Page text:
On March 6-7, the U.S.-Pakistan Counterterrorism Dialogue took place at the Ministry of Foreign Affairs in Islamabad. The two-day meeting discussed the evolving counterterrorist landscape in Pakistan and mutual regional and global (asymmetric) threats requiring Islamabad-Washington cooperation, such as combating terrorism financing and initiatives for preventing and countering violent extremism (PCVE). The U.S. side was led by the Department of State’s Acting Coordinator for Counterterrorism Christopher Landberg, while the Pakistani side was headed by the Ministry of Foreign Affairs’ Additional Secretary for the U.N. and Economic Diplomacy Syed Haider Shah.
The U.S.-Pakistan Counterterrorism Dialogue has taken place against the backdrop of Tehreek-e-Taliban Pakistan (TTP)’s resurgence in Pakistan. Since the revival of the Taliban’s rule in Afghanistan, terrorism has surged in Pakistan by 52 percent. The TTP has carried out some high-profile attacks in Pakistan, including a gun-and-bomb attack on a police office in Karachi in February and a suicide attack in Islamabad in December
The Islamic State of Khorasan Province (ISKP) continues to defy the Taliban’s ruthless crackdown and has been targeting Taliban leaders and fighters. For instance, on March 9, an ISKP suicide bomber eliminated the Taliban’s governor in Balkh province Mohammad Dawood Muzammil who was previously the governor of the eastern Nangarhar province and effectively led the fight against ISKP. In 2022, Muzammil was moved to Balkh to spearhead the crackdown against the terror group.
On March 16, U.S. Central Command’s General Michael Kurilla noted that ISKP is six months away from achieving the capability to launch attacks against the U.S. and Western interests abroad. Likewise, the threat of al-Qaida, despite its weakening, remains resilient and potent regionally and globally.
According to the February report of the U.N. Sanctions Committee on al-Qaida and ISIL, Saif al-Adel is al-Qaida’s new undisputed leader who lives in Iran. Given these threats coupled with a lack of cooperation or coordination with the Taliban regime, the U.S.-Pakistan Counterterrorism Dialogue has gained immense salience.
Another important development that preceded the U.S.-Pakistan Counterterrorism Dialogue was the February 20 meeting of a newly formed group of Western nations in Paris represented by special envoys and representatives for Afghanistan of Australia, Canada, the European Union, France, Germany, Italy, Norway, Switzerland, the United Kingdom, and the U.S. The meeting was kept under wraps and its joint statement was made public on March 7, the same day when the U.S.-Pakistan Counterterrorism Dialogue concluded. In the Paris meeting, the Western countries endorsed Pakistan’s position that the TTP was operating from Afghanistan and that it posed a regional threat not just to Islamabad but to Western nations as well.
Pakistan has welcomed this development. Before this, in December 2022, the U.S. designated the TTPs’ deputy leader Qari Amjad as a Specially Designated Global Terrorist (SDGT). When the U.S. withdrew from Afghanistan in August 2021, it considered al-Qaida and ISKP as two main threats to its security and excluded TTP. The inclusion of TTP in the U.S. threat list, alongside al-Qaida and ISKP, has been done on Pakistan’s insistence to forge meaningful counterterrorism cooperation.
Given the poor state of its economy, Pakistan lacks the resources to carry out a large-scale military operation against TTP in the Afghanistan-Pakistan border region. Hence, the U.S.-Pakistan Counterterrorism Dialogue has become vital for Pakistan to gain critical support. At this juncture, Pakistan is conducting intelligence-based operations against terrorist groups in the ex-FATA (Federally Administered Tribal Areas) region and the restive Balochistan province.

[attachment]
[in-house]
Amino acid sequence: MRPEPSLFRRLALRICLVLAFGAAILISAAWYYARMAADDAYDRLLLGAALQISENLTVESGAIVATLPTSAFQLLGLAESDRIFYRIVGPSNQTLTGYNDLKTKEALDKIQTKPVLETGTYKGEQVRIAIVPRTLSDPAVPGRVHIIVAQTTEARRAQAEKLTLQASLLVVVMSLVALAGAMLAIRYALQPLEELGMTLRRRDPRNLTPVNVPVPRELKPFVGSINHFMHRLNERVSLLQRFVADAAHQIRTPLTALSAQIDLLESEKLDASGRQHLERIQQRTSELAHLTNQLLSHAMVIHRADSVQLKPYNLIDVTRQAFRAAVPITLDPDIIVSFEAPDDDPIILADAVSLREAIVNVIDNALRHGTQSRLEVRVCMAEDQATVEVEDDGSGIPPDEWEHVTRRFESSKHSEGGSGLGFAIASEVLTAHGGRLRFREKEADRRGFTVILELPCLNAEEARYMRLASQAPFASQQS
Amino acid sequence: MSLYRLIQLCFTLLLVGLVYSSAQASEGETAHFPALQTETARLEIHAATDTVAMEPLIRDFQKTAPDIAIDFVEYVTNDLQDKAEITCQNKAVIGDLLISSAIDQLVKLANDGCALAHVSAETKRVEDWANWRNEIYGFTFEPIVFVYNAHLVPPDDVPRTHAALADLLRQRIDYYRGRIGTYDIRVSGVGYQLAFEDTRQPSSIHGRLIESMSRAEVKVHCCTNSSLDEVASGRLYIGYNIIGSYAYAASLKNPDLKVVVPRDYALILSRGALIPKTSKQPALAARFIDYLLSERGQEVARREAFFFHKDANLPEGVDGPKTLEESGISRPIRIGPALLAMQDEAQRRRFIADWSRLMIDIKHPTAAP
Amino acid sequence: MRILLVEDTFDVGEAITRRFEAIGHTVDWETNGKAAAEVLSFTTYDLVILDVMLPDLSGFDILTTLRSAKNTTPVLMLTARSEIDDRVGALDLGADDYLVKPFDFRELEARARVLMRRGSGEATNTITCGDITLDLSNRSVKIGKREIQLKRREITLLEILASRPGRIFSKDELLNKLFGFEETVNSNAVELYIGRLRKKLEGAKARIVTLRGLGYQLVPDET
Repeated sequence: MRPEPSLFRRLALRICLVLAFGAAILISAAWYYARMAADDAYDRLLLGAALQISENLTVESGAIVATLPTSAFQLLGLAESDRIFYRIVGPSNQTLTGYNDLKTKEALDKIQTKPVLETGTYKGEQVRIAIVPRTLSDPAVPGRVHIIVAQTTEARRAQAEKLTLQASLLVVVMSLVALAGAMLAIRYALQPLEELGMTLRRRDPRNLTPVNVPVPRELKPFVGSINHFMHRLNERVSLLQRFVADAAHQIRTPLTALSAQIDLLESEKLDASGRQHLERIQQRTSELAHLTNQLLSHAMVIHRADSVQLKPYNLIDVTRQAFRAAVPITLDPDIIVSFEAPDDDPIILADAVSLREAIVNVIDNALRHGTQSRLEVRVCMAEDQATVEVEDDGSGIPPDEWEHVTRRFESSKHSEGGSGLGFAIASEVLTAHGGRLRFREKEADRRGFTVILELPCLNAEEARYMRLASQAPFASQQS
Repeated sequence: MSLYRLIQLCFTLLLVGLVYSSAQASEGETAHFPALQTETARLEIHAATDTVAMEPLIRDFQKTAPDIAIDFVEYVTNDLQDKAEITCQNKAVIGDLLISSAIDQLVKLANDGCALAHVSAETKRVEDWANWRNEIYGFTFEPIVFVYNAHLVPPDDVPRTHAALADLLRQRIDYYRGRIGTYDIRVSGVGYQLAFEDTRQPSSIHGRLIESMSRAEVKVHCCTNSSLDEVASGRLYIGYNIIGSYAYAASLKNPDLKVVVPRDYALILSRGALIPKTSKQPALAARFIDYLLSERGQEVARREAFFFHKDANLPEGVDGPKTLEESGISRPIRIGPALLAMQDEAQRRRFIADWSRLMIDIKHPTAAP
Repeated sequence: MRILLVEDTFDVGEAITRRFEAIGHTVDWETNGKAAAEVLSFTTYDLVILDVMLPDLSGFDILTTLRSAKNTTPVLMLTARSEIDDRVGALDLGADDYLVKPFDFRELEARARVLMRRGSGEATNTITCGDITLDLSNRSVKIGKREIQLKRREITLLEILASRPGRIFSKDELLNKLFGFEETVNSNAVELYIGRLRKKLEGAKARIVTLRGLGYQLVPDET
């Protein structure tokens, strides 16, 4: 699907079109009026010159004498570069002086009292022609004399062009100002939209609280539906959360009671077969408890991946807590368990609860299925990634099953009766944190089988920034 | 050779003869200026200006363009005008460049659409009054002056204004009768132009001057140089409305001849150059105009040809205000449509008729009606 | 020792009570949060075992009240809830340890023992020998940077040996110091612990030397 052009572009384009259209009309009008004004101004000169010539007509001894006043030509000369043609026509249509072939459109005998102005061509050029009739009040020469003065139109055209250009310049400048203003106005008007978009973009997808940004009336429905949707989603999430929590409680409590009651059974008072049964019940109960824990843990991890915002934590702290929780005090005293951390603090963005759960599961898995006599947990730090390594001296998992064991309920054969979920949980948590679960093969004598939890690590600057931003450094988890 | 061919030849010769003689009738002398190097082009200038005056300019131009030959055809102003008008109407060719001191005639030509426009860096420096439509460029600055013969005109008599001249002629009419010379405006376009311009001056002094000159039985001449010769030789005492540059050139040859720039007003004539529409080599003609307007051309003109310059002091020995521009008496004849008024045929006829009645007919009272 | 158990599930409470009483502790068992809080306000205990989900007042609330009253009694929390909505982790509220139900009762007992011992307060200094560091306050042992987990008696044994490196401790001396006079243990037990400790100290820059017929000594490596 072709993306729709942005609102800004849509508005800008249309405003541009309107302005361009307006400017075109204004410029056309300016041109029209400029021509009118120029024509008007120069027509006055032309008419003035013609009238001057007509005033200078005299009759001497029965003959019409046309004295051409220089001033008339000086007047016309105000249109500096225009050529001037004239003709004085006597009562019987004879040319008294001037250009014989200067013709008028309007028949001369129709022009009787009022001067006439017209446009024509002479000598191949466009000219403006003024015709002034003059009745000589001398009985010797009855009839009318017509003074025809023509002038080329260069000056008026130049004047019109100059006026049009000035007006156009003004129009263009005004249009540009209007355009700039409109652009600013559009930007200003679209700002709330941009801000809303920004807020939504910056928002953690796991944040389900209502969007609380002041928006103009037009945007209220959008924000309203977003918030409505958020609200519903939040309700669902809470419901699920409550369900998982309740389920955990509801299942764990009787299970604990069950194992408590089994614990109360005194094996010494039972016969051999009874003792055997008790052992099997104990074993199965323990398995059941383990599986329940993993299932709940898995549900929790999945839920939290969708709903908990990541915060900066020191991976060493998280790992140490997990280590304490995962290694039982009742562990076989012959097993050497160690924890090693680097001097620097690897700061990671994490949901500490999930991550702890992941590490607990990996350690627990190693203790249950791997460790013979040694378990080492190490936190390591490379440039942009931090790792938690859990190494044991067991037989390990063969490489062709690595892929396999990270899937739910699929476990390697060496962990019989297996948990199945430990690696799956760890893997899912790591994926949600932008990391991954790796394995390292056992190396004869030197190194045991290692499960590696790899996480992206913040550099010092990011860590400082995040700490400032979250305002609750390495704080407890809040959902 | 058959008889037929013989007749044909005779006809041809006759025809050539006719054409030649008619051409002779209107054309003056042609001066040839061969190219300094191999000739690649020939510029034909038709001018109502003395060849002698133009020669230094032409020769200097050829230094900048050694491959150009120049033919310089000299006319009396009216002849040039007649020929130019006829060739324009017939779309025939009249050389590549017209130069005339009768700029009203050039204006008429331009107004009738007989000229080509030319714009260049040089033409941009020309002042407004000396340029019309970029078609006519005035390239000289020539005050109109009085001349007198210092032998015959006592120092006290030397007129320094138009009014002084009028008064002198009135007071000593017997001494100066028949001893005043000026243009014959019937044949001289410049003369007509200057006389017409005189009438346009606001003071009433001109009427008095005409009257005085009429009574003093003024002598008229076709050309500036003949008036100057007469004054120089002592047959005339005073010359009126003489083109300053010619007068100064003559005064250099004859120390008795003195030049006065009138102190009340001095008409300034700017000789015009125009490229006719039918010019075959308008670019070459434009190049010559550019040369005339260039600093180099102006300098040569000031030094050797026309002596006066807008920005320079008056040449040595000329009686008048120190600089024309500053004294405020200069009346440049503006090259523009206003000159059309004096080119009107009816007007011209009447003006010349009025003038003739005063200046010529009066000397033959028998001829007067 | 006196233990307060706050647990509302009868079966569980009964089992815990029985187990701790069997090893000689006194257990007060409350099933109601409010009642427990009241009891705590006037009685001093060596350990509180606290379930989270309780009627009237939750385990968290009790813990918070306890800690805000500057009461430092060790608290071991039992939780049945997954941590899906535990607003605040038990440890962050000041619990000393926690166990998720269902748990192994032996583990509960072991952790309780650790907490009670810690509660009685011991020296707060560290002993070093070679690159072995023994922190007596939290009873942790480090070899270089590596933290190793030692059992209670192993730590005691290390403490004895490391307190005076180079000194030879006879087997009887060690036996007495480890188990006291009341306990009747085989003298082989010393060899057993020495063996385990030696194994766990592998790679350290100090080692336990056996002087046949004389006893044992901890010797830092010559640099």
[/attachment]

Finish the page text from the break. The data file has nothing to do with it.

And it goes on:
In September 2022, the Biden administration approved a $450 million assistance package for the sustainment of Pakistan’s F-16 fighter jet fleet to enable the country’s fight against terrorist groups. Similarly, the U.S. Central Command Chief General Michael Kurilla visited Pakistan in December 2022 where he met Pakistan’s new military leadership at the General Headquarters (GHQ) and visited the Pakistan-Afghanistan border to observe the conditions and counterterrorism operation in the region as well as discuss the avenues to strengthen military-to-military ties. These developments point to a consistent, albeit limited-scale counterterrorism cooperation between Pakistan and the U.S.
In return, Pakistan is extending (human) intelligence cooperation to the U.S. in Afghanistan and keeping its airspace over Afghanistan open for any potential drone strikes against high-value targets. At the same time, Pakistan is desperately seeking military assistance, such as Coalition Support Funds, to bridge the existing financial gaps and initiate a large-scale operation against TTP.
However, the U.S. is only willing to provide modest funding for the PCVE initiatives, not counterterrorism. The U.S. is also exploring avenues to build the counterterrorism capacity of the paramilitary Frontier Corps (FC) and Khyber Pakhtunkhwa’s police, which are Pakistan’s frontline responders against TTP’s onslaught from Afghanistan. For instance, the U.S. is assisting Khyber Pakhtunkhwa police with investigative skills on scientific lines and providing modern equipment for counterterrorism.
Although Afghanistan has not attracted droves of foreign militants after the U.S. withdrawal and the Taliban’s return to power, the presence of groups like al-Qaida, ISKP and TTP makes it dangerous enough to keep cooperative and collaborative mechanisms like the U.S.-Pakistan Counterterrorism Dialogue open and intact. Going forward, the U.S.-Pakistan counterterrorism cooperation will evolve as the threat of terrorism evolves in Afghanistan.